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Intonation difference between strings

Discussion in 'Hardware, Setup & Repair [BG]' started by funnyfingers, Feb 13, 2013.

  1. funnyfingers

    funnyfingers

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    Why can the effective length of the E string be different from the G string yet all of the notes are right on for both strings?
  2. Sni77

    Sni77

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    The different thickness of the string usually determines its stiffness. A stiffer string will vibrate less close to the nut and the bridge, which is why you need to compensate. Makes sense?
  3. Bruce Johnson

    Bruce Johnson

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    Disclosures:
    Professional Luthier
    To clarify the terms: Intonation means making the adjustment so that the pitch at the 12th fret matches the pitch at the open fret (or however you are setting it). The intonation is adjusted by moving the bridge saddle forward or backward a small amount.

    Compensation is the small distance that the saddle ends up beyond where it should theoretically be for the scale length of the bass, after you've adjusted the Intonation. The Compensation distance will be different on each string, varying from about 1/16" on a low-action high string to about 1/4" on a high-action low string.

    The reason that you need that Compensation is that, when you push down on a string, you are slightly increasing its tension, because you are bending it just a bit. Because of that, if the saddle is exactly at the scale length distance (no Compensation), the fretted note will go slightly sharp. So, you add Compensation, moving the saddle back just enough to bring the octave note down to the right pitch.

    How much Compensation you will need for each string will depend on three things:

    The type of string: Usually, springier strings like roundwounds will need less Compensation than stiffer strings like flatwounds.

    The gauge of the string: The larger the string, the more Compensation is needed. That's why you see more on the E than on the G.

    The Action height: The higher the action, the more Compensation is needed, because you have to push the string down further.

    That's about it. All strings will need some amount of Compensation to be Intonated correctly. The Compensation will always be a small amount of extra length, moving the saddle back away from the neck. That's why, when you locate a bridge on a new instrument, you need to first move the saddles up to the forward end of their travel, and then locate that to the theoretical scale length point. The saddles need to have room to move back, not forward.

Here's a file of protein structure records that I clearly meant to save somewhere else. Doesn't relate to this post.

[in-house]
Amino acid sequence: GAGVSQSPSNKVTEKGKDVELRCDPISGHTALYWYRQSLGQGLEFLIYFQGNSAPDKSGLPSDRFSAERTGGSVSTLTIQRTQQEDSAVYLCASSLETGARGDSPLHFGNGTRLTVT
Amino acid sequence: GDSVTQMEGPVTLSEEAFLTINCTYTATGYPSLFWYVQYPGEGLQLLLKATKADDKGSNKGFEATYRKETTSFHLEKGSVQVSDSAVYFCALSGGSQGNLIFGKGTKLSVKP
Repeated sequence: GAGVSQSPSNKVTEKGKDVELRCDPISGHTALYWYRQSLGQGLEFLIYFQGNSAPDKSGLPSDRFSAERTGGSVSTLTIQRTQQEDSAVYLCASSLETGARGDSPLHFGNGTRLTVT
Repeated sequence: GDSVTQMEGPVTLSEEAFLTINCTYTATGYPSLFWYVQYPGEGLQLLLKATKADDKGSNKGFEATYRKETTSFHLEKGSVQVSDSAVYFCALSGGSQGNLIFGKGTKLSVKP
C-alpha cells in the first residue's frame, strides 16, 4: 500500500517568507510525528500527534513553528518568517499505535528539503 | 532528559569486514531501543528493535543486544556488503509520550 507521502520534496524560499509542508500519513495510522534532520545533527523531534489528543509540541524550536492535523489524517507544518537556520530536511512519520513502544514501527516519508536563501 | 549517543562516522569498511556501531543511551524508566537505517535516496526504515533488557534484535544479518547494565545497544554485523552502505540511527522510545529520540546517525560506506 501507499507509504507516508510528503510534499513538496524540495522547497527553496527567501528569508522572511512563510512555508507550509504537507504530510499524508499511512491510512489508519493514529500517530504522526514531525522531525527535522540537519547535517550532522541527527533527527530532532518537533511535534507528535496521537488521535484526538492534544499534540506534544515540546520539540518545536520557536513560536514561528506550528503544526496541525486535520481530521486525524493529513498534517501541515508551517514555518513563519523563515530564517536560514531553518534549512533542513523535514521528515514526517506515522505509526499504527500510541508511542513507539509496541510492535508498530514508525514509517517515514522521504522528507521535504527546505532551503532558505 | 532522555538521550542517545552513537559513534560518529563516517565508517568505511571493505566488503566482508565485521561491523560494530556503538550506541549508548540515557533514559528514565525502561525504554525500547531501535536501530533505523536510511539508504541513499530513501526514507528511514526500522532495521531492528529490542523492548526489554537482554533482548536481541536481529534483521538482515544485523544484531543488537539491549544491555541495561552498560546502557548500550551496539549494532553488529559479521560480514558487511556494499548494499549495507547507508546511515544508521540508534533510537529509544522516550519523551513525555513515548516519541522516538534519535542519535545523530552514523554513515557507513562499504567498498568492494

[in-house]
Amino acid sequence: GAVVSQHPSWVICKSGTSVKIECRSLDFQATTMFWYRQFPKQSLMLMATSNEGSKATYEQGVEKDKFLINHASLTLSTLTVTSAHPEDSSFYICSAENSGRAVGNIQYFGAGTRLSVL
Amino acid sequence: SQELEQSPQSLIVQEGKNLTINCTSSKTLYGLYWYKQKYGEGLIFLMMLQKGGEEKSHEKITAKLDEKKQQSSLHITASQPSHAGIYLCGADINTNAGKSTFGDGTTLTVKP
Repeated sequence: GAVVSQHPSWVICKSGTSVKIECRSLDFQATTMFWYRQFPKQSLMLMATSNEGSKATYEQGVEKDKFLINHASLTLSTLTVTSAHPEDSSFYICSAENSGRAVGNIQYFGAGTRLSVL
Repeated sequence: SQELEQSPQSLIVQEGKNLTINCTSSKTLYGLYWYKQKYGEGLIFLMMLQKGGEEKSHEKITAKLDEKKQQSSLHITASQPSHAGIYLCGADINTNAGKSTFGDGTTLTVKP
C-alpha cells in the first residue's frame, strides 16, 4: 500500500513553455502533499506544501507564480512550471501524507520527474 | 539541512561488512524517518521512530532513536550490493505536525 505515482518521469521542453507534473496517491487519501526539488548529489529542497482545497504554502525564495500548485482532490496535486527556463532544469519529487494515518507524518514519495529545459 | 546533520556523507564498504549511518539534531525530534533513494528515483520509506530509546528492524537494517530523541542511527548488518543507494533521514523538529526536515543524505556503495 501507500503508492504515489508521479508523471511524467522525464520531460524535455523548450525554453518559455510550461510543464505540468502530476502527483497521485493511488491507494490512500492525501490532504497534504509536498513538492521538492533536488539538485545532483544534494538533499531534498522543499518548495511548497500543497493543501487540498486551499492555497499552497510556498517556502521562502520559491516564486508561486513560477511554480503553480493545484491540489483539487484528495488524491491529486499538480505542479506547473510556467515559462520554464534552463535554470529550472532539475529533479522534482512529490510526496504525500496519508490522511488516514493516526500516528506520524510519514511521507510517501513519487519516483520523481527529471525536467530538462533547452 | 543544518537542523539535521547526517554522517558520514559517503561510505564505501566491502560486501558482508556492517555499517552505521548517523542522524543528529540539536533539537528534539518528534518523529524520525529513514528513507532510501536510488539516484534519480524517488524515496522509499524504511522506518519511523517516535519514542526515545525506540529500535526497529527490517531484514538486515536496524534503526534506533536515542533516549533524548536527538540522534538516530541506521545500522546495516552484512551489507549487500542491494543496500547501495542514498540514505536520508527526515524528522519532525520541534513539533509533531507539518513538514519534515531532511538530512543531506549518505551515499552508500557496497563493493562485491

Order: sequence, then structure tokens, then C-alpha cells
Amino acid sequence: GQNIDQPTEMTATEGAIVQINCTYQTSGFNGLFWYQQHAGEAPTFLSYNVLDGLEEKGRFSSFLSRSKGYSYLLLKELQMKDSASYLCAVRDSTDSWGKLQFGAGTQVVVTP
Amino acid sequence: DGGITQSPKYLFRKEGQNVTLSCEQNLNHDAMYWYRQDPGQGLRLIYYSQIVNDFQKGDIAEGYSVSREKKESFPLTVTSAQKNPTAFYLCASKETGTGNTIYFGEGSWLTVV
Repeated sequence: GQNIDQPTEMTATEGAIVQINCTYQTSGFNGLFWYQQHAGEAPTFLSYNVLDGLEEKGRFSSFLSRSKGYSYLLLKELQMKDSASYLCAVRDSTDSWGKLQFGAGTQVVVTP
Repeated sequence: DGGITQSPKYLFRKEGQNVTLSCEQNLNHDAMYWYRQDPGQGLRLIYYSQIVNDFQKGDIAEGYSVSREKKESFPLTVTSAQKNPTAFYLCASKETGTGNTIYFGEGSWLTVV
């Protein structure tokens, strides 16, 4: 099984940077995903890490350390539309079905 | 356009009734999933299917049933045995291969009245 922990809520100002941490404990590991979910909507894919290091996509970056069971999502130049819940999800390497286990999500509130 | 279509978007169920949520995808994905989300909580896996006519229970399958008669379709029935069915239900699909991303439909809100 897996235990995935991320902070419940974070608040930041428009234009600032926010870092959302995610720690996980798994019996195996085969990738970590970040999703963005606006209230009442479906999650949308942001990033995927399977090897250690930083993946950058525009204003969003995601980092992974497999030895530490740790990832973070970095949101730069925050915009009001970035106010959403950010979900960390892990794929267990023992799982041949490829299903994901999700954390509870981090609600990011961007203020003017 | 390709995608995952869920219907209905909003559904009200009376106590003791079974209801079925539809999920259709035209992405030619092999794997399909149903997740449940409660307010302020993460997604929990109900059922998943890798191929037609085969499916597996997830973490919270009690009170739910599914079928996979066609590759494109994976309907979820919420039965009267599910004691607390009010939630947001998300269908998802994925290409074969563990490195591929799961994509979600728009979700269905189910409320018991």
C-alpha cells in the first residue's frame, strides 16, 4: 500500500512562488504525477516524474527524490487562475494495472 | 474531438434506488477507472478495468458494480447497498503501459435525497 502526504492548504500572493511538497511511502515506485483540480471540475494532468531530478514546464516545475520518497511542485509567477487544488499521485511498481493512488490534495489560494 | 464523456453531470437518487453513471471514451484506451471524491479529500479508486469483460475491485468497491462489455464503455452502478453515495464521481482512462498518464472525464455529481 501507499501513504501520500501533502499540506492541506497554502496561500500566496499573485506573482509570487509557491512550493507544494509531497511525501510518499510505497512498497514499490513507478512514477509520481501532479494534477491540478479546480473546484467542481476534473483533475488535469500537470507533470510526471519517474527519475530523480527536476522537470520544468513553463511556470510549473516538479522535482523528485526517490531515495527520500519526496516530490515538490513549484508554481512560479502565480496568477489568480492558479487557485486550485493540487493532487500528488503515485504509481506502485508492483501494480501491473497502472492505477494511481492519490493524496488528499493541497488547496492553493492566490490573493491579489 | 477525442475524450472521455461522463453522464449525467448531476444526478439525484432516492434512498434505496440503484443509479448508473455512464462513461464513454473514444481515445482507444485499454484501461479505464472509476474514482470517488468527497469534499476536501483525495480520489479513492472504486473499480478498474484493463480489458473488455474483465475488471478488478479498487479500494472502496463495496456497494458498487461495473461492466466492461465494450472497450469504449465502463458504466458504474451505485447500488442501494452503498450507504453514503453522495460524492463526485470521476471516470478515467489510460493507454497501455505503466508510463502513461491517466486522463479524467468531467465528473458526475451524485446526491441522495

4. funnyfingers

    funnyfingers

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    Appreciate it!
  5. megafiddle

    megafiddle

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    Both of the effects described above are involved.

    There is a bridge called the "Perfect Tune Bridge" which maintains constant tension on
    the strings. So much so that you can't bend a string - you can slide it along the fret,
    but the pitch doesn't change. (a limit or stop has to be set right at the point where
    bending begins to allow bending).

    The strings with this bridge should show no increase in tension due to fretting. Yet the
    saddles are still compensated in the typical pattern. I haven't used this bridge, but have
    inquired about it and apparently this is indeed the case. The strings still need intonation
    compensation at the saddles.

    I call it "end effect", some call it "end tension". A "perfect" string would vibrate as if the
    ends of the string were attached to the nut and saddle with tiny swivel joints. It would
    be able to bend sharply right at the take-off point at the nut and saddle. But real strings
    are too stiff to bend right there. The string tries to remain straight for a short distance
    where it comes off the nut or saddle. The heavier the string, the longer this distance is.
    The result is that the string acts as if it were shorter than it actually is. So the saddle is
    moved back to compensate.
  6. walterw

    walterw Supportive Fender Gold Supporting Member

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    Feb 20, 2009
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    yup; here's a crude visual of the effect:
    [​IMG]
    riis ("zooberwerx") hipped me to this effect when he pointed how taper-core B strings intonate very differently, needing much less compensation due to the skinny section of string over the saddle beginning its flex much closer to the actual contact point.

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